With all this controversy over governmental wiretapping and privacy issues, the Hollywood Reporter‘s recent coverage of former LAPD-turned-private investigator Fred Otash is strikingly apropos…
Otash was as notorious as they came, sans being a mobster. The private investigator insidiously terrorized Hollywood in the 1950s through the the mid ’60s, spying on the biggest politicians and celebrities—from The Kennedys to Marilyn Monroe, to Lana Turner to even Liberace.
“I’ll work for anybody but communists. I’ll do anything short of murder,” he was quoted as saying.
Disgusted by her father’s maligned reputation throughout the years, though, Otash’s daughter recently released her father’s secrets files to the Hollywood Reporter in order to counter the negative depictions of him and show his work simply as it was.
Of the high-profile characters Otash investigated, here are some of the sordid details and conversations he culled from wiretapping, along with his personal notes:
Rock Hudson and wife Phyllis
After Rock Hudson took a Rorschach test in 1958, his wife, Phyllis, grilled him about being gay.
Phyllis: “You told me you saw thousands of butterflies and also snakes,” she said. “[A therapist] told me in my analysis that butterflies mean femininity and snakes represent that male penis. I’m not condemning you, but it seems that as long as you recognize your problem, you would want to do something about it.”
She added: “Everyone knows that you were picking up boys off the street shortly after we were married and have continued to do so, thinking that being married would cover up for you.”
Although Hudson admitted to his wife that he had had sexual liasions with men, he denied her accusations of random creeping. “I have never picked up any boys on the street,” he insisted. “I have never picked up any boys in a bar, never. I have never picked up any boys, other than to give them a ride.”
Judy Garland and husband Sid
In 1963 Judy Garland requested Otash’s private-eye skills to protect her from her bitter divorce with third husband Sid Luft; and according to Otash, the tragic star needed it since she was constantly under the influence of drugs and alcohol.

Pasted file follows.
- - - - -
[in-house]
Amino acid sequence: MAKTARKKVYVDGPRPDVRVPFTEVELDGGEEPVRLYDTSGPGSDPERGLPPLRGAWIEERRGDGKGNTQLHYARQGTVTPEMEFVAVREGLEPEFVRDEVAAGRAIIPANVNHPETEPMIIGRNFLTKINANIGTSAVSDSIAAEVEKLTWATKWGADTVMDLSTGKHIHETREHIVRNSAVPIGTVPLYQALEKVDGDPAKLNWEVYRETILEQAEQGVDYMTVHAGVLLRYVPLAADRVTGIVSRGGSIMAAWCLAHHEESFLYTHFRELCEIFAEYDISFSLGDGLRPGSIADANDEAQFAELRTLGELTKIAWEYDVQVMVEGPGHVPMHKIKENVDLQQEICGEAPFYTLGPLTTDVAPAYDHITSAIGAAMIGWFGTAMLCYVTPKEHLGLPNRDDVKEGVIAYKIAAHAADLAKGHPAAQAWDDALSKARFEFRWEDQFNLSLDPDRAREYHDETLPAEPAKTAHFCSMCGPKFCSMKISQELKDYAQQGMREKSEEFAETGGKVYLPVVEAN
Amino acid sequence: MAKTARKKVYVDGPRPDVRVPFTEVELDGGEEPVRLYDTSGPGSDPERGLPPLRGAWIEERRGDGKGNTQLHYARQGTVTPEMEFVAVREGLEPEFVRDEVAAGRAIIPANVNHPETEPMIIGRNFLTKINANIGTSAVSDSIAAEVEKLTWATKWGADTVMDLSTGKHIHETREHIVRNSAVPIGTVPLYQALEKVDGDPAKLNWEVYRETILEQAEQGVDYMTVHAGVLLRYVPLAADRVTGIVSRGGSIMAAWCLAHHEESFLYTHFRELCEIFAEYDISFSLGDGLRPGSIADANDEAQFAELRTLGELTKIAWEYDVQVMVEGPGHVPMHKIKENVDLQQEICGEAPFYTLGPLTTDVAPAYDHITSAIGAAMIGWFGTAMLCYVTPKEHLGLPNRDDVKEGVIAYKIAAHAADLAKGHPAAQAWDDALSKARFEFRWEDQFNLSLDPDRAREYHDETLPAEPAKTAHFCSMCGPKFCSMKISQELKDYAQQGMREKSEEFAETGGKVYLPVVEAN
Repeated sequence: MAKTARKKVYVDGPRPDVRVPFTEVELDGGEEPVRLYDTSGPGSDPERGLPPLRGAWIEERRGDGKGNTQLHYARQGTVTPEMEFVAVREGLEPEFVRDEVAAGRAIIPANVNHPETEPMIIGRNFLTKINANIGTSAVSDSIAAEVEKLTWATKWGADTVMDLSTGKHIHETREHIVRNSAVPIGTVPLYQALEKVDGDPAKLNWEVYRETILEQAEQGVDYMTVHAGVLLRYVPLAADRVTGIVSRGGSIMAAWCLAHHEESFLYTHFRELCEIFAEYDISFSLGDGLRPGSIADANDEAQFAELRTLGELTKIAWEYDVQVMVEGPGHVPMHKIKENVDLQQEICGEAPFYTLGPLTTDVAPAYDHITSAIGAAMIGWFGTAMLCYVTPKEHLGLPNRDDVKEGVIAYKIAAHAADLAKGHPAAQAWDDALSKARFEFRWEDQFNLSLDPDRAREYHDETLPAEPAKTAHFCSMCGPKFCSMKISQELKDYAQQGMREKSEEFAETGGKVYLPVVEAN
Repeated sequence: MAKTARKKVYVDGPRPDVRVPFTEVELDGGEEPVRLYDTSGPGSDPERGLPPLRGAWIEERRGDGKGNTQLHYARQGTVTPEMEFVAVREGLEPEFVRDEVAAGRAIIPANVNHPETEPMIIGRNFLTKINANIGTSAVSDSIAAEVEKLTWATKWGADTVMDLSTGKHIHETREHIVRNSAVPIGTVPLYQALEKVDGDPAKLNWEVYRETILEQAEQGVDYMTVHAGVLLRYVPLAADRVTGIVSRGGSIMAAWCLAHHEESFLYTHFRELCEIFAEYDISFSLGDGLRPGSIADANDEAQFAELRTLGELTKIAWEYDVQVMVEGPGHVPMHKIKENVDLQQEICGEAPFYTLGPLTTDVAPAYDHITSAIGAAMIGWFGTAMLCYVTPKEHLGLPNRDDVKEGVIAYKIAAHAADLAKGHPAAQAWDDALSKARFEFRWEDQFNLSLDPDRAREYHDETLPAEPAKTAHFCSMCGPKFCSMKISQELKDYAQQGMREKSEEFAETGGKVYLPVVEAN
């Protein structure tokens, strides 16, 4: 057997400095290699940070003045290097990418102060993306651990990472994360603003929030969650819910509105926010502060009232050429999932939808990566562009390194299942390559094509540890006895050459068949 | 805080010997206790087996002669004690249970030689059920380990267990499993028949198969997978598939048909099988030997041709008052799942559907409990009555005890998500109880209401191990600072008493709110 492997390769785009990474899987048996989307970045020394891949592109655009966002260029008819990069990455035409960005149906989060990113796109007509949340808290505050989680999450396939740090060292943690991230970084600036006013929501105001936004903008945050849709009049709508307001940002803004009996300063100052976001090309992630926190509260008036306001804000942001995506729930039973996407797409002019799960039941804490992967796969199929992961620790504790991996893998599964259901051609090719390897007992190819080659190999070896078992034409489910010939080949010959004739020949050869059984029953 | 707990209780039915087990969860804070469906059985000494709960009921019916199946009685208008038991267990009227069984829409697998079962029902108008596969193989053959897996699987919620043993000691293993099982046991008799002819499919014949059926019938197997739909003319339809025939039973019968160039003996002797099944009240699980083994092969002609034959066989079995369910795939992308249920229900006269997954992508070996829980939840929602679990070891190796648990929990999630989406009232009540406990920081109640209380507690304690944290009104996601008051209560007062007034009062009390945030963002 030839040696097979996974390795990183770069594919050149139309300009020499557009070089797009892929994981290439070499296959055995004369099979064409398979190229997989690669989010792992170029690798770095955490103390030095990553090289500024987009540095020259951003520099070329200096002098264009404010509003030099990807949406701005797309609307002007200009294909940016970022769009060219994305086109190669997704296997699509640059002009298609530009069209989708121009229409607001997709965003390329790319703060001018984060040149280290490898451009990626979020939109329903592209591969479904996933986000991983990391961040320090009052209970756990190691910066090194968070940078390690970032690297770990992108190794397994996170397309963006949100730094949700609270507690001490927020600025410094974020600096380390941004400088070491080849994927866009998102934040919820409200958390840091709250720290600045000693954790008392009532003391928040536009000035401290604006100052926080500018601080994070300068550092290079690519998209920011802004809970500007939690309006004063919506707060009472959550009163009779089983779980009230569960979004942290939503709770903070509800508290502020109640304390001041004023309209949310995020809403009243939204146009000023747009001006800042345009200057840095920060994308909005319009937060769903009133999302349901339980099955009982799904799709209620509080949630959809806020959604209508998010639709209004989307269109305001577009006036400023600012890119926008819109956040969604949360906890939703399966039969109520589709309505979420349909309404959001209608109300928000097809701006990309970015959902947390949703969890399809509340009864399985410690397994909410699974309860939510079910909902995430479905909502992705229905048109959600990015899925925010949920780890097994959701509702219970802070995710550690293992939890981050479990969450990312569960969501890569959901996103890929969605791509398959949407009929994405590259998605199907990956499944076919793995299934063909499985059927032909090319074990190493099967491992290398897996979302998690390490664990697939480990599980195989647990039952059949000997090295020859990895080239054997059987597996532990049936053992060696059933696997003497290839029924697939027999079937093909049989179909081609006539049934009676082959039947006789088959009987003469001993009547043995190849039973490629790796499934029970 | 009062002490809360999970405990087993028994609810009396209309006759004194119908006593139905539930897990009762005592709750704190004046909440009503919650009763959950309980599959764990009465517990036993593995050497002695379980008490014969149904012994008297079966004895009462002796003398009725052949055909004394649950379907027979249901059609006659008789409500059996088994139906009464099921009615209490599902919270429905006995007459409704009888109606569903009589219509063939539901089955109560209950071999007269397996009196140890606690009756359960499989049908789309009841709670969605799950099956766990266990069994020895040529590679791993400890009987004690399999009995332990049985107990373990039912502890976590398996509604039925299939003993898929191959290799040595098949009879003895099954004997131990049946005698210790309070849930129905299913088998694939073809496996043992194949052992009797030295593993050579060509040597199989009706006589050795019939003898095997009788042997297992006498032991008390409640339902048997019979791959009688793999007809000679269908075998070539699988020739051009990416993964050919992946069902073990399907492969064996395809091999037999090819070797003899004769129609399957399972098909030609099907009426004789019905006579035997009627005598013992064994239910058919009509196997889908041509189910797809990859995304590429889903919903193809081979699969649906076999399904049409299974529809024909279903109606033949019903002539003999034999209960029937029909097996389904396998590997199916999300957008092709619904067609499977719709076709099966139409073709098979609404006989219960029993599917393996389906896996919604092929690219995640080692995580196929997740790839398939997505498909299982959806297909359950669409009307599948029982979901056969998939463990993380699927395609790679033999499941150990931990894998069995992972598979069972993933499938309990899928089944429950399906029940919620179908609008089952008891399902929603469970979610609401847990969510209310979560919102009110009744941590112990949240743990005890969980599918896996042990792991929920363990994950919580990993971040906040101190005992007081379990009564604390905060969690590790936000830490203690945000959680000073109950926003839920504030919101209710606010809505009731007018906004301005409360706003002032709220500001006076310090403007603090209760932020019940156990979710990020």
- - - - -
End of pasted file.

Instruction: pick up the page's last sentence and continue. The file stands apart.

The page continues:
“I gathered up all the bottles and locked them up. Then I began the search for pills,” he claimed. “You wouldn’t believe the cleverness of that woman in stashing her drugs so nobody could find them. And there were all kinds. Uppers, downers, and some I didn’t even recognize. They were stuffed into a hole she’d cut under the mattress and in rubber fingers tied at the top with the string tied again around the faucet of the washbasin. The pills were down in the crook of the pipe, and when she wanted them she just pulled them up by the almost invisible string. I dumped all that junk down the toilet and flushed it away.”
When Garland discovered what Otash had done, she demanded an explanation. He responded: “Narcotics and alcohol are the best evidence he [Luft] could ever produce in court. Believe me.”
Marilyn Monroe and The Kennedys
Otash claimed he had listened to Marilyn Monroe die after he had taped an argument she had with Robert Kennedy and Peter Lawford. “She said she was passed around like a piece of meat. It was a violent argument about their relationship and the commitment and promises he made to her,” Otash said. “She was really screaming and they were trying to quiet her down. She’s in the bedroom and Bobby gets the pillow, and he muffles her on the bed to keep the neighbors from hearing. She finally quieted down and then he was looking to get out of there.”
As for the famous wiretapping of Monroe and JFK having sex, Otash fessed up to Vanity Fair right before he died in 1992. “I would have kept it quiet all my life. But all of a sudden, I’m looking at FBI files and CIA files with quotes from my investigators telling them about the work they did on my behalf,” he said. “It’s stupid to sit here and deny that these things are true. Yes, we did have [Lawford's house] wired. Yes, I did hear a tape of Jack Kennedy f–ing Monroe. But I don’t want to get into the moans and groans of their relationship. They were having a sexual relationship—period.”